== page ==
The place appeared to be in serious disrepair from the outside, and it looked even worse on the inside. Broken windows, vines growing along the walls, weeds poking through the floorboards ... Clearly, no one had been to the place in ages. Possibly years. A thick layer of dust and dirt caked everything, too, and it eventually sent her into a sneezing fit. She could only take so much before she needed to leave.

That was last night. She spent the next morning wandering back in the general direction of Clorenthia, all the while trying to come up with another option.

She had to be missing something. Alec couldn’t possibly have dragged the phoenix away any more than a day’s walk from town. To take him any farther would be too risky. Adonai would dropkick the hunter’s ass into oblivion the second he had the chance.

They had to be someplace close to the water. But where?

A sharp crack of thunder startled her out of her thoughts. That one sounded too close for comfort. Better get a move on.

She tried to push her frustration aside as she stood and quickly crossed the bridge. She knew there weren’t any homes or huts in the area, but maybe building a lean-to to guard against the rain would help clear her head. After the storm passed, perhaps she could think more clearly.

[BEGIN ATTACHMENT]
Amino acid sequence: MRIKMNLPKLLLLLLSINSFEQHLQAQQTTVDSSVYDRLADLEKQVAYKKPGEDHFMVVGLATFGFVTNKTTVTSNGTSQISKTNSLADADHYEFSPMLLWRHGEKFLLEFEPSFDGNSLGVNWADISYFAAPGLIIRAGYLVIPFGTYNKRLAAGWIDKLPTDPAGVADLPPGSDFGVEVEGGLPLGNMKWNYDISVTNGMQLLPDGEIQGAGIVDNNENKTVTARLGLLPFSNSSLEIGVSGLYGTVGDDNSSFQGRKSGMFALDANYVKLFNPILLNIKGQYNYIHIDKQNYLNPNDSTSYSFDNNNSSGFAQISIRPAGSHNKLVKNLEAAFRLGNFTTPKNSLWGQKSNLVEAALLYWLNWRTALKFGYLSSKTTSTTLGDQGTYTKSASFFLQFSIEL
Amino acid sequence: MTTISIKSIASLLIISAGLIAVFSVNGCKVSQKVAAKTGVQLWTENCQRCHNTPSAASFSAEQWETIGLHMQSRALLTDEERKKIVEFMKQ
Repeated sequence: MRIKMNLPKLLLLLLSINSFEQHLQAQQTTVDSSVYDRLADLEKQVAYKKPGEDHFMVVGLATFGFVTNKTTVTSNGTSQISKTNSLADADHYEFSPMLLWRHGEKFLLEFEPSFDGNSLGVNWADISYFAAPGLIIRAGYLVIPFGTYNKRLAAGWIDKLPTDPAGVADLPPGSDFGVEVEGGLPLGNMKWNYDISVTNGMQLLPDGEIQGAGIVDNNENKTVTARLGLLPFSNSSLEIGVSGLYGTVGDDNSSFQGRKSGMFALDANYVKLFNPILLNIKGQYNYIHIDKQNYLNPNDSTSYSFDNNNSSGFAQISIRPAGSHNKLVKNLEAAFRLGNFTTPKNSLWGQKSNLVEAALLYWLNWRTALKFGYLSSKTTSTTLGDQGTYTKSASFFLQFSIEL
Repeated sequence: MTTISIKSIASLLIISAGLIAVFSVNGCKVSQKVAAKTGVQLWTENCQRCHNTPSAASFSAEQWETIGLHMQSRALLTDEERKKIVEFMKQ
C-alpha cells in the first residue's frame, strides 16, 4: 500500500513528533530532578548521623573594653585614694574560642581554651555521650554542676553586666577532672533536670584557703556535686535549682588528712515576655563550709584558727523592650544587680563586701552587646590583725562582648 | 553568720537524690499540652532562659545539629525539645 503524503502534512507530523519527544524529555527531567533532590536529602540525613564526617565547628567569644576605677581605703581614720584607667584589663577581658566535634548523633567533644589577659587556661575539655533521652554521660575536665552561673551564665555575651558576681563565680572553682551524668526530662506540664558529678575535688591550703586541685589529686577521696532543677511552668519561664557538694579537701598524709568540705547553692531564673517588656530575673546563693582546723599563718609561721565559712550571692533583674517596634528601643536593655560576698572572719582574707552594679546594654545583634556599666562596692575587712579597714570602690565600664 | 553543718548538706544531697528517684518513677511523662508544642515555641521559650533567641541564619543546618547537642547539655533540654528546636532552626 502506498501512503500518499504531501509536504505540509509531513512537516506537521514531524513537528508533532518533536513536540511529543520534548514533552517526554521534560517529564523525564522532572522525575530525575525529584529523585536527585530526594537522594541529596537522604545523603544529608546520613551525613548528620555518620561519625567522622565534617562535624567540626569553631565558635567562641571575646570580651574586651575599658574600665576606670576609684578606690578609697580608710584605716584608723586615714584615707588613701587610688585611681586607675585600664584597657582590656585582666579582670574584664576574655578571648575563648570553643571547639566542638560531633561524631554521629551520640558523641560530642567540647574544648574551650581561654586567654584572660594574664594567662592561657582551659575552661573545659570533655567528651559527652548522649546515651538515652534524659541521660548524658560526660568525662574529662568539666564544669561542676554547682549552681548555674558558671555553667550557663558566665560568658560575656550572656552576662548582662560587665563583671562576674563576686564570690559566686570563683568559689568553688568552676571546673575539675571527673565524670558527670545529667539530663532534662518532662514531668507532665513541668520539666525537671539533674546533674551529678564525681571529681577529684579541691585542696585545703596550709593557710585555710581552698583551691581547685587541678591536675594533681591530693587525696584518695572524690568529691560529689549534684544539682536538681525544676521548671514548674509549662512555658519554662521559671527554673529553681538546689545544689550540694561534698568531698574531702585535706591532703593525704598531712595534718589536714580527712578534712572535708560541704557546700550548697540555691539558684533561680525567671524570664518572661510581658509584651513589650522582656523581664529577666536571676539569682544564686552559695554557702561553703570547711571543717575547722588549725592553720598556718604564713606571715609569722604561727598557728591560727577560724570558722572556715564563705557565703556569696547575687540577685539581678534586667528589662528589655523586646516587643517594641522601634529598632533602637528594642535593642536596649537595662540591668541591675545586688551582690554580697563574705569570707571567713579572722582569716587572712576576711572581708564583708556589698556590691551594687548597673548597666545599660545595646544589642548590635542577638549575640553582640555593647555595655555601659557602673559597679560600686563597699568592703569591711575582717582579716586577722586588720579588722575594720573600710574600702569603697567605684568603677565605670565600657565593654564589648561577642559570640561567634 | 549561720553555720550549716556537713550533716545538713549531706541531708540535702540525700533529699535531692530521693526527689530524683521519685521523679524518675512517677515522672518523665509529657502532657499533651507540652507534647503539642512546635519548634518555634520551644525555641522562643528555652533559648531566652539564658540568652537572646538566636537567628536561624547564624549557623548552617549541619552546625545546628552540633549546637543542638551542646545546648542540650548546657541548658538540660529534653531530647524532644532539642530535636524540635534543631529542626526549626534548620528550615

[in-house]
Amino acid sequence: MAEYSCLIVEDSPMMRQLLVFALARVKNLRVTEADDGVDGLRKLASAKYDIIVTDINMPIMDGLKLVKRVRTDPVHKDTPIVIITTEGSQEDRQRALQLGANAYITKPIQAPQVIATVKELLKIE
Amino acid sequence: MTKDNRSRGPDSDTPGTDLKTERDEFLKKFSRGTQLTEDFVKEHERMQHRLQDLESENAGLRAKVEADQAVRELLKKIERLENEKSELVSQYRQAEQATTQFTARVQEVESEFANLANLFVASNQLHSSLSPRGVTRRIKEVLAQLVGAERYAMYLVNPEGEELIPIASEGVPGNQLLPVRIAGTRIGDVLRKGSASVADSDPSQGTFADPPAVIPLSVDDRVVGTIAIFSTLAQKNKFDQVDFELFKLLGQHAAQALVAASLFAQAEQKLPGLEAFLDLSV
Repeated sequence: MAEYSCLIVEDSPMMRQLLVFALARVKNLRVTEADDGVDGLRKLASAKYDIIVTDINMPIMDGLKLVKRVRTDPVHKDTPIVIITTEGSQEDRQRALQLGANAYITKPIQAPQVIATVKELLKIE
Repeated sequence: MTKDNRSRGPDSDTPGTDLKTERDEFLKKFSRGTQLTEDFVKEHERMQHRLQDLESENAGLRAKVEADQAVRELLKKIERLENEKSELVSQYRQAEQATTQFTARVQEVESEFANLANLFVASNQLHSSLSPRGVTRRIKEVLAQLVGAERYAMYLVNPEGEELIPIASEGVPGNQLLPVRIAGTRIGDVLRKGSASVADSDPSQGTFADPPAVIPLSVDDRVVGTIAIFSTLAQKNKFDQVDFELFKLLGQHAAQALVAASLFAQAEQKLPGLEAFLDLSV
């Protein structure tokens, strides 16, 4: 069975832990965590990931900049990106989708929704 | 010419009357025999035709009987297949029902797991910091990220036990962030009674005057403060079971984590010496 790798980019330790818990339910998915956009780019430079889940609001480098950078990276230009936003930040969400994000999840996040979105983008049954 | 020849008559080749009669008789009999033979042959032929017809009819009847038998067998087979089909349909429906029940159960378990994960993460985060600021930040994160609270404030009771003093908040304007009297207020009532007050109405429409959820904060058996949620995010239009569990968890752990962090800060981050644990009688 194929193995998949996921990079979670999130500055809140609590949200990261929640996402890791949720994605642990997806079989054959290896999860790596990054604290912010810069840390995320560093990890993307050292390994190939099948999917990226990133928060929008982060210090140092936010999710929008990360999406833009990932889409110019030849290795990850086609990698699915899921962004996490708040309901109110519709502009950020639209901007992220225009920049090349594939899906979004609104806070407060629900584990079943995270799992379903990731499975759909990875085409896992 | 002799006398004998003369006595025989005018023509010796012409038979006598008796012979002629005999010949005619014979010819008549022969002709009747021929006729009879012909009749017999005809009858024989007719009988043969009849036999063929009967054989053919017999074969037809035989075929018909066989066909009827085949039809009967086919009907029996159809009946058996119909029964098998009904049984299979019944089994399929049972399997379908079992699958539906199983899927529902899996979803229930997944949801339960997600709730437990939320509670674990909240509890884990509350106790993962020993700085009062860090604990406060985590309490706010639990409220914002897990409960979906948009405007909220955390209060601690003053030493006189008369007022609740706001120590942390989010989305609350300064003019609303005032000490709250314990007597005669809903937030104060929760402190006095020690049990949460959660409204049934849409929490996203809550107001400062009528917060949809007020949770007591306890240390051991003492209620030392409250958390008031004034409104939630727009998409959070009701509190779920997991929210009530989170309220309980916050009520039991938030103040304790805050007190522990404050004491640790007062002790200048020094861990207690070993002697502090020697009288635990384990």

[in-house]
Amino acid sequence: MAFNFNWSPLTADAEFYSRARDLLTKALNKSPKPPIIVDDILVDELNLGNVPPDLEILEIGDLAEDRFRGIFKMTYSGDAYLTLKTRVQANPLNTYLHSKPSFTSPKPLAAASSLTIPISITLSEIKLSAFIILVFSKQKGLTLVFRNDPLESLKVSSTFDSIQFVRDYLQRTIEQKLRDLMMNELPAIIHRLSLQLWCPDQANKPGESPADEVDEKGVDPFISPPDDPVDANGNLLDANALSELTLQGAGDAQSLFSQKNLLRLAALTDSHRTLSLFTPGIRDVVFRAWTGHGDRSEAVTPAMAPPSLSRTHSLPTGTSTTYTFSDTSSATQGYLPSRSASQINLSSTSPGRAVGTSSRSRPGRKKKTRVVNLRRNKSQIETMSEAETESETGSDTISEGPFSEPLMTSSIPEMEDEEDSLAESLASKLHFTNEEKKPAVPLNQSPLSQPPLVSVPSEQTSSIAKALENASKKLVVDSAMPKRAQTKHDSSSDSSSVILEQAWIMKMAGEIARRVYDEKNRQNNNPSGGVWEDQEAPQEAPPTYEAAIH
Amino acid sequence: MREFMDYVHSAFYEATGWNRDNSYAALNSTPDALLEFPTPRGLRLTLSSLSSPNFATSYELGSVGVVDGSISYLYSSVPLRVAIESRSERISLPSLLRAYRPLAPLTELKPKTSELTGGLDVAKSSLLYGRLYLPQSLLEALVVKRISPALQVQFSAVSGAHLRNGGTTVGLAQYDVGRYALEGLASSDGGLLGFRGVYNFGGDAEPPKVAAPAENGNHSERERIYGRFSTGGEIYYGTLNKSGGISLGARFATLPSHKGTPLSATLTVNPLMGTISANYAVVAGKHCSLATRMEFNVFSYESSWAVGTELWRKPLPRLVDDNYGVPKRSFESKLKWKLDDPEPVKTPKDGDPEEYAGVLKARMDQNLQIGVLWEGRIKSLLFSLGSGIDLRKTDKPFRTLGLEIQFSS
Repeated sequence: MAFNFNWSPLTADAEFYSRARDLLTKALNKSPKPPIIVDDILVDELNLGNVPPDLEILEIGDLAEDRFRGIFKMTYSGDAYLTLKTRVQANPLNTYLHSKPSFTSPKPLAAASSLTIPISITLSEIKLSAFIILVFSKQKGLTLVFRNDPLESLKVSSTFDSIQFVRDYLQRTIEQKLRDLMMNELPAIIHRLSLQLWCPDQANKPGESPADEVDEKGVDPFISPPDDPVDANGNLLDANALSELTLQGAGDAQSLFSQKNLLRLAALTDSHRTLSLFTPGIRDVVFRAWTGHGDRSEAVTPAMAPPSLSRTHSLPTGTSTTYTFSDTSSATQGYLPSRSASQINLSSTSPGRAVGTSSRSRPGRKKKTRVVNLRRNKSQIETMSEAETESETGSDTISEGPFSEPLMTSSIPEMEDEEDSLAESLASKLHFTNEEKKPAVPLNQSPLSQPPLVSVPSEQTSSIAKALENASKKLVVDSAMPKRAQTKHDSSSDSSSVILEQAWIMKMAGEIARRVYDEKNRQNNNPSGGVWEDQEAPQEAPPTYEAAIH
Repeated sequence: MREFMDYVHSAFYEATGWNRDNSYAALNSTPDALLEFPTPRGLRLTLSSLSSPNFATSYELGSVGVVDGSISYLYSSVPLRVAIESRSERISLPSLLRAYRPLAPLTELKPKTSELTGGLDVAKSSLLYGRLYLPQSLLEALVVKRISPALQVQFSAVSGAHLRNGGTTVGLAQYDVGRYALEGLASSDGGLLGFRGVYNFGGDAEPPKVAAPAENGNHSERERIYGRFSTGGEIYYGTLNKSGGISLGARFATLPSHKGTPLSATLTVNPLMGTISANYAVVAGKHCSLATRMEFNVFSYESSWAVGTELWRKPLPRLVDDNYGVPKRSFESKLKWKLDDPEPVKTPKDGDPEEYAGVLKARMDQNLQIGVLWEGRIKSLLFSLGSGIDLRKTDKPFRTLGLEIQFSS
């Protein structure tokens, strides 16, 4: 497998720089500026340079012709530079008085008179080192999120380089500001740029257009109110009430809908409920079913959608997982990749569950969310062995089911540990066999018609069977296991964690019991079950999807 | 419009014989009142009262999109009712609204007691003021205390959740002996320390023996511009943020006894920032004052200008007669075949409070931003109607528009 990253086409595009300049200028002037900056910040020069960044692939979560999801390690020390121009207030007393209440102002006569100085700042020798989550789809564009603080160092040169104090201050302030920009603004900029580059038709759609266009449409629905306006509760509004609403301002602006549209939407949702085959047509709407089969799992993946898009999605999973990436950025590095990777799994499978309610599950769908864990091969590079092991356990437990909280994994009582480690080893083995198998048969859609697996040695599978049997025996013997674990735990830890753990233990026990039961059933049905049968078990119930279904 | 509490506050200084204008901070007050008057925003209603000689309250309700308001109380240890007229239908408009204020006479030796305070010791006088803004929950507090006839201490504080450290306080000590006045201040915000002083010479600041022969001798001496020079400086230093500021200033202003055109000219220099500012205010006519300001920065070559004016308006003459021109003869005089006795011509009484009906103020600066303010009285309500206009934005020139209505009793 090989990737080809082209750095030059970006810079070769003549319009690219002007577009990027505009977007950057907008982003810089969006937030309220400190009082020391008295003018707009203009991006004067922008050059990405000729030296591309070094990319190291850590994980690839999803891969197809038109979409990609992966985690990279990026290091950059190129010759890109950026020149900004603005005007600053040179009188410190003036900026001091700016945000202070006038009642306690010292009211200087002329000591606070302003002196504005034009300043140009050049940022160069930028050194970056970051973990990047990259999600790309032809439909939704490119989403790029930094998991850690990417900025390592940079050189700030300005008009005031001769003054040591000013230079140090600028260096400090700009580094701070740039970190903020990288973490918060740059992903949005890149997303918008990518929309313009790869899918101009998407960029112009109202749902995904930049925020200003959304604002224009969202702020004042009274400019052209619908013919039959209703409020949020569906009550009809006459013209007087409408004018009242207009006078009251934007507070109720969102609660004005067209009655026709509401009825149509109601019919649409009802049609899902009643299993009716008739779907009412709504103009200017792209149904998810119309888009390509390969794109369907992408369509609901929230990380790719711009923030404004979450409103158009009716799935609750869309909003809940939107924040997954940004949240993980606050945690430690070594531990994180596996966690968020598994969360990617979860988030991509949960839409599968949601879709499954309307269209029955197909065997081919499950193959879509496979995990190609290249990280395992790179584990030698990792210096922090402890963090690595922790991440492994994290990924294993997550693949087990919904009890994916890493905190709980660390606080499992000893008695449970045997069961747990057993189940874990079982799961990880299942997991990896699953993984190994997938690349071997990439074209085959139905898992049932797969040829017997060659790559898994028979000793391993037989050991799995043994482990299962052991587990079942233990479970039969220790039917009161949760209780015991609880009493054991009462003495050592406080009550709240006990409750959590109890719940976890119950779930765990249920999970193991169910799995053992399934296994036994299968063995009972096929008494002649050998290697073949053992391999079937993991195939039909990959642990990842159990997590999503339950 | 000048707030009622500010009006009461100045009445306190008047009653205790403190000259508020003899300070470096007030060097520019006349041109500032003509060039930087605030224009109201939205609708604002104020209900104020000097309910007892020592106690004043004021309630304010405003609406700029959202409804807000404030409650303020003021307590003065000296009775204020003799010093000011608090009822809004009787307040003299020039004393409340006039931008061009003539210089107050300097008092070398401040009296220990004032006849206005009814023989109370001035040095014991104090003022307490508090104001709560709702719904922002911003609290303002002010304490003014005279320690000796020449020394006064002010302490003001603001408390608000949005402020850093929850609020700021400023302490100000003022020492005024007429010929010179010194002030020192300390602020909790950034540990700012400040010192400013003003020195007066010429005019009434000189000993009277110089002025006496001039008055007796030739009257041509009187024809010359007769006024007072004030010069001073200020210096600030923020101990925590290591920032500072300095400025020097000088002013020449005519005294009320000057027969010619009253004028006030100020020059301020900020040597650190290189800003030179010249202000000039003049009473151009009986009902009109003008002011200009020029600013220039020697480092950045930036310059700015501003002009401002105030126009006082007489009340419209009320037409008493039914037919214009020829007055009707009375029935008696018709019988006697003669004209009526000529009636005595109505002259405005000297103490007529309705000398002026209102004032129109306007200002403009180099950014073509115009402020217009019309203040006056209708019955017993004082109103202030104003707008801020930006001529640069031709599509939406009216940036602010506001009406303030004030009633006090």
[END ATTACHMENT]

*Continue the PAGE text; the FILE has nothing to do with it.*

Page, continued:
A short while later, she came upon the main road. In the interest of not getting lost - or struck by lightning - she wanted to stay in a visible spot as far away from trees as she could manage. Not an easy task in the middle of the woods, but it would have to do.

She glanced around and began to gather the materials she needed to throw together a crude shelter. As she did, she spotted what appeared to be tracks from a set of wagon wheels and a single horse. Any other day, she wouldn’t give it a second thought. This road was a common trading route, after all.

Except ... wagons didn’t often come this direction. The nearby river and surrounding hills meant it took next to nothing for Mother Nature to turn the trail into a muddy slosh pit. Flooding was common here. She knew firsthand that sometimes simply walking became a challenge after a heavy rain. Another road nearby provided much safer passage for vehicles and animals.

She spent a few minutes debating what to do. It could be nothing, but ... Illano’s wagon still hadn’t been found. And the tracks looked relatively fresh.

Alec knew water was Adonai’s biggest weakness. If the man had any sense, he would be able to identify the flood risk. This would be the perfect area to hold the phoenix ... especially with a storm about to roll through.

Valyrna dropped the branches and foliage she carried and followed the tracks. She had to work fast to find the source before the rain washed them away.